By pigeonholing, to me it’s like a dated thing – it’s not a modern way of thinking. The whole thing is being able to redress what you’ve got.
E.D: Is that why you stay in the neutrals so much?
V.B: I love neutrals with accents. I’ve always been obsessed the the ‘20’s and ‘30’s and the paintings of that time, and those colors all somehow come from that, from that world. Colors in pops and then a whole series of neutrals. But yes, it’s having these tonalities that work on different skin colors, and then you do a pop [of color] that’s an accent.
E.D: So, what do you want to do next? You’ve already diversified – you have shoes, and accessories…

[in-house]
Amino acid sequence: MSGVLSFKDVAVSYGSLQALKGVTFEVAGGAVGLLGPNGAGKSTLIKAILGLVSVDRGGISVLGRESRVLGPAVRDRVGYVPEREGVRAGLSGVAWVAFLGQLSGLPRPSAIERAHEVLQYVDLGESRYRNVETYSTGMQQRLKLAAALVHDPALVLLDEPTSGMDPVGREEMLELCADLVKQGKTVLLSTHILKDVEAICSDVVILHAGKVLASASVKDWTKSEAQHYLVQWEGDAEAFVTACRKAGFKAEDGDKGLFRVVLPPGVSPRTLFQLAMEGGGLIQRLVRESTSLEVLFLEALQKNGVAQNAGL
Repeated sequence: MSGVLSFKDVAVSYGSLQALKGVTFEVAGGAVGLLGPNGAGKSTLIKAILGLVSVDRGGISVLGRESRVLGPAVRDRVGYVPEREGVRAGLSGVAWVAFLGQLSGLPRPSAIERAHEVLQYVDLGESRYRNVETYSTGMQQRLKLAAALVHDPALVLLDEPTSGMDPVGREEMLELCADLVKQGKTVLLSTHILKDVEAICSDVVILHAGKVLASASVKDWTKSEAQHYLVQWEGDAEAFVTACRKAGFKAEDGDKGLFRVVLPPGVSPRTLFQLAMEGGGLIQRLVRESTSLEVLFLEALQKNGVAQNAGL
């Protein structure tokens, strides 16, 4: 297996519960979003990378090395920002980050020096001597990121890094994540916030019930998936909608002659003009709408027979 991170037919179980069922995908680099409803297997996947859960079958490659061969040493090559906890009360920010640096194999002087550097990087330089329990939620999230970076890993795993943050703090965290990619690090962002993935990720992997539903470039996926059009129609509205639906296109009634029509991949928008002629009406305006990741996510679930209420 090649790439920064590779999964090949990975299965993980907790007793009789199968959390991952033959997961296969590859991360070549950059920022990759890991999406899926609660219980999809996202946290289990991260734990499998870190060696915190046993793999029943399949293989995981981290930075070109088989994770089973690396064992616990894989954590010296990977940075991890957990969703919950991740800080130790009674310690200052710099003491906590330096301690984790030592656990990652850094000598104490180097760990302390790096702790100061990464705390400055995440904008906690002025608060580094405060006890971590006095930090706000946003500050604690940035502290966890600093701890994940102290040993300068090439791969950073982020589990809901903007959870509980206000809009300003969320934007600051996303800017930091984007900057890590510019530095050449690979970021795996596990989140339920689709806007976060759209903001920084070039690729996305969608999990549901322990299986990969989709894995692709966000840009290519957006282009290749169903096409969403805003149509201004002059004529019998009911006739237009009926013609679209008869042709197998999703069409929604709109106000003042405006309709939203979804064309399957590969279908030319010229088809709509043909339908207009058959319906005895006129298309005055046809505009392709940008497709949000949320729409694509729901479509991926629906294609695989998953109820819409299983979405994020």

V.B: The thing that I don’t like, and as a designer I’ve always said that I’m not a theme park – I’m not someone who likes to do different themes. Like ruffles one season, flowers, etc. It’s a continual thing and it has to make sense and it has to be the dialogue. So with VPL, even though there’s ideas, it all goes back to the body, anatomy, and body geography, so you know, I’m working on a concept now but I’m basically still researching what I want to do. I love research and for me, a lot of stuff comes from things around me – nature, social things, you know, things throughout the world. Things that are important to me always come into my world of design.
VPL Spring sale + fall trunk show
Presented by Lille Boutique + Frances May
Ace Hotel “ the cleaners “
403 SW 10th Ave, Portland , Oregon
Thursday May 12th
12pm – 6pm sale and trunk show
6pm – 8pm drinks and meet Victoria Bartlett